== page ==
As someone with a long commute I find Podcasts a great way of keeping up to date with technology (as well as other things) and it helps me feel that my commute time is not wasted. Over the years I think I have benefited from this approach as its increased my level of general knowledge and helped me keep up to date with the latest developments in the industry.
Over the last ten years I have occasionally posted my top podcast picks and here are the links to my previous posts in 2010, 2012 and 2016.
Below is a list of my current podcast recommendations for technical and non-technical subjects.
Something that’s proving popular on Medium these days are “development roadmaps” that outline a roadmap approach to choosing techniques and technologies for certain technical domains (for example Web development or Dev Ops). Some of these are particularly powerful for putting the many bewildering technologies all on one page with logical grouping and a visual representation of how they interact. Modern web development has seen so much change over recent times that it is very easy to get lost and become overwhelmed and these roadmaps can help clear the fog (a little).
I have shared this with several people who have also found it useful regardless of their level of expertise. The front end roadmap is a great guide to what the community are currently settling on as the standard choices for tooling and techniques. I have checked back to the roadmap a few times over the last 6 months to verify my approach when starting on a new project and I find that visualising the options makes decision making easier.
There are also Backend and DevOps Roadmaps included which are equally as useful.
Having recently had to compile a list of useful learning resources for a development team migrating to git, I thought I would share them here.
Git is a very powerful and versatile distributed source control system but its not the easiest for a newbie to get their head around. The below links are ordered from tutorials based on giving an overview of git through to more advanced topics.
I like to make the most of my two hour commute and see this time as study time and an opportunity to learn new stuff. Every few years I list my current podcast picks on this blog, so here are my current list of regular podcasts, and this year the subjects are more varied than before to include a new found interest in Photography and Finance.
There are a lot of free ebooks covering technical subjects, and there are a lot of ebooks that have excellent content however finding some with both attributes can be hard. Syncfusion have a collection of really good technical overview books that cover different subjects ‘succinctly’.
I’m keen on fostering a learning culture within teams and was drawn to this article on InfoQ “Creating a Culture of Learning and Innovation by Jeff Plummer” which shows what can be achieved through community learning. In the article Jeff outlines how a learning culture was developed within his organisation using simple yet effective crowd sourcing methods.
I have implemented a community learning approach on a smaller scale using informal Lunch & Learns where dev’s give up their lunch break routine to eat their lunch together whilst learning something new, with the presenter\teacher being one of the team who has volunteered to share their knowledge on a particular subject. Sometimes the presenter will already have the knowledge they are sharing but other times they have volunteered to go and learn a subject first and then present it back to the group. Lunch & Learns work even better if you can convince your company to buy the lunch (it’s much cheaper per head than most other training options).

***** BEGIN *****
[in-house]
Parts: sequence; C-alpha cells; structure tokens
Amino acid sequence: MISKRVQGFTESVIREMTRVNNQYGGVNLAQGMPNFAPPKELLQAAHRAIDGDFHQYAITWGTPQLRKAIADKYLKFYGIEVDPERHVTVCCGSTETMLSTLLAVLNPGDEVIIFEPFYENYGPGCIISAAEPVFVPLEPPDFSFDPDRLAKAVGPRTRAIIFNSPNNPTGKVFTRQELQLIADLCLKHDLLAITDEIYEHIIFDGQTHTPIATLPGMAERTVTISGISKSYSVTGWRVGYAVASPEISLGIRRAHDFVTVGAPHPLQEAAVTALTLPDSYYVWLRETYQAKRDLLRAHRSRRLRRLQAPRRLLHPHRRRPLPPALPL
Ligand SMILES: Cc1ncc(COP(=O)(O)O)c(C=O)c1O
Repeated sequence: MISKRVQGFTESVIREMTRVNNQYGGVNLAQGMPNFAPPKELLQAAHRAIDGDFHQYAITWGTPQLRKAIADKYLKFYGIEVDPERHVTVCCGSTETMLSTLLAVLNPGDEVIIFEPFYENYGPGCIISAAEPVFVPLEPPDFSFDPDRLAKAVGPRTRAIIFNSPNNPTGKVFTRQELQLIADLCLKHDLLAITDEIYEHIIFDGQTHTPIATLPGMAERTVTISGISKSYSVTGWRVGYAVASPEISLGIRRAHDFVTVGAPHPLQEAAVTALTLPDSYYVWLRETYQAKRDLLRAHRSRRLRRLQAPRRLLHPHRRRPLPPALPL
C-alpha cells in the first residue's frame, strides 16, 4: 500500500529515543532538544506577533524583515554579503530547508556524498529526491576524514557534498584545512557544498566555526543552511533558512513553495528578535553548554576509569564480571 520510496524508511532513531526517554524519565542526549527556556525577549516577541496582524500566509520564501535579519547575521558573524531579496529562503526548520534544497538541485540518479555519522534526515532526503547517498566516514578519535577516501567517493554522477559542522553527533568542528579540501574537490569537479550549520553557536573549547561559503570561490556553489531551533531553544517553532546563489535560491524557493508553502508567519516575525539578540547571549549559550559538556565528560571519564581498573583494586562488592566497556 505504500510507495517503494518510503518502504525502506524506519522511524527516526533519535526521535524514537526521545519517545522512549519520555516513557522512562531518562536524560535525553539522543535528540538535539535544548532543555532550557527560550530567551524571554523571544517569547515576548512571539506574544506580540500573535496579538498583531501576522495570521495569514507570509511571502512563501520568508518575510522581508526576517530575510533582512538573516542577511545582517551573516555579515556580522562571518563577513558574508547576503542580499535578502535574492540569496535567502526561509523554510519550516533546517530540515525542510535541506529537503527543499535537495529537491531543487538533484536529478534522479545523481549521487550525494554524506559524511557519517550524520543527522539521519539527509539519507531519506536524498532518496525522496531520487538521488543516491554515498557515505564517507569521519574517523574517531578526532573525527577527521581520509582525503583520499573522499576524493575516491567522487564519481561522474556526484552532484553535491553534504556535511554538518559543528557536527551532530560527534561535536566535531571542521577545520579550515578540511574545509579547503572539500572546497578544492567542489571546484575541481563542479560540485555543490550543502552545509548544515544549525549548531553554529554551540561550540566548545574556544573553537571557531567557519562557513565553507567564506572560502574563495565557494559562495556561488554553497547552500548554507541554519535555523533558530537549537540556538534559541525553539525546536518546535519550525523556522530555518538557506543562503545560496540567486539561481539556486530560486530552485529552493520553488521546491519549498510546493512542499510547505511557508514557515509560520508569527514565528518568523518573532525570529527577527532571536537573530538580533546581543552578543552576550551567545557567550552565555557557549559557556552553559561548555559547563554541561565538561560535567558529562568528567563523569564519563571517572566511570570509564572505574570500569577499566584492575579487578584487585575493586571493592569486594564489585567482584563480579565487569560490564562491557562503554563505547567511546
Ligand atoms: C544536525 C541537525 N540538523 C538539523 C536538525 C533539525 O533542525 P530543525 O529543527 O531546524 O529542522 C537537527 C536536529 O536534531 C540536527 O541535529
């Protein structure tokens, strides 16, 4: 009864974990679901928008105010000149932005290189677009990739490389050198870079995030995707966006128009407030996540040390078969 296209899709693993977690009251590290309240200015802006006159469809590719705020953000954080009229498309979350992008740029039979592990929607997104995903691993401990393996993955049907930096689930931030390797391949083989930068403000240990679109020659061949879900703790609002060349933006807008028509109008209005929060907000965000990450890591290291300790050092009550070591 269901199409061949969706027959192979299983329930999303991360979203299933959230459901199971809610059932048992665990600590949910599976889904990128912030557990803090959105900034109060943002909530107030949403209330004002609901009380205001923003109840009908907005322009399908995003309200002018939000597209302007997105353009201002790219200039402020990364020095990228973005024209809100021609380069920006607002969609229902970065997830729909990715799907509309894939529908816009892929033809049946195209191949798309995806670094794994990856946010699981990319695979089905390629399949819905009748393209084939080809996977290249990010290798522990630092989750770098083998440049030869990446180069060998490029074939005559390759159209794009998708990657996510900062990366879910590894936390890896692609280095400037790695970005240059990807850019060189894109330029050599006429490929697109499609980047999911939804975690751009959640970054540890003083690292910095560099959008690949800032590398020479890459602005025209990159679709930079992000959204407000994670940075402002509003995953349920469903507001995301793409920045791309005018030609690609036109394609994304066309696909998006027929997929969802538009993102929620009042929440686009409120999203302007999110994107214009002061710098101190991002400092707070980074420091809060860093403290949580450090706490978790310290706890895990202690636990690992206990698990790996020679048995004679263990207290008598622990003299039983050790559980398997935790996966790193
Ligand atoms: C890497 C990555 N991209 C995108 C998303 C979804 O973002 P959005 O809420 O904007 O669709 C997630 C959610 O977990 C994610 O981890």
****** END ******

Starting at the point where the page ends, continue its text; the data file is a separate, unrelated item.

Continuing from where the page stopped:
It’s hard to justify expensive training courses these days but that said it’s also never been easier to find free or low cost training by looking online. As Jeff points out innovation often comes from learning subjects not directly relevant to your day job. In my approach to learning with team I have always tried to mix specific job relevant subjects with seemingly less relevant ones. For example a session on Node.js for a team of .Net developers would be hard to justify in monetary terms however I’ve no doubt the developers took away important points around new web paradigms, non-blocking threads, web server models, and much more. Developers like to learn something new and innovation often comes from taking ideas that already exist elsewhere in a different domain and applying them to the current problem.
I agree with Jeff’s point that the champions are key to the success of this initiative. It is likely that the first few subjects will be taught by the champion(s) and they will need to promote the process to others. One tip to take some of the load off the champions is to mix in video sessions as well as presenter based learning sessions. There are a lot of excellent conference session videos and these can make a good Lunch & Learn sessions. Once the momentum builds it becomes the norm for everyone to be involved and this crucially triggers a general sense of learning and of sharing that learning experience with others.
Microsoft unfortunately recently announced the demise of the TechNet Subscription. Whilst I appreciate that TechNet download abuse must contribute towards the availability of pirated products, I still think that this is a short sighted move by Microsoft. The MSDN subscription will continue (for now) and anyone making money from privacy will be able to cover the extra cost of an MSDN subscription. Few individuals, however, are able to afford an MSDN subscription to feed their enthusiasm for Microsoft products. Nor would they want to with attractive alternatives being available from other vendors.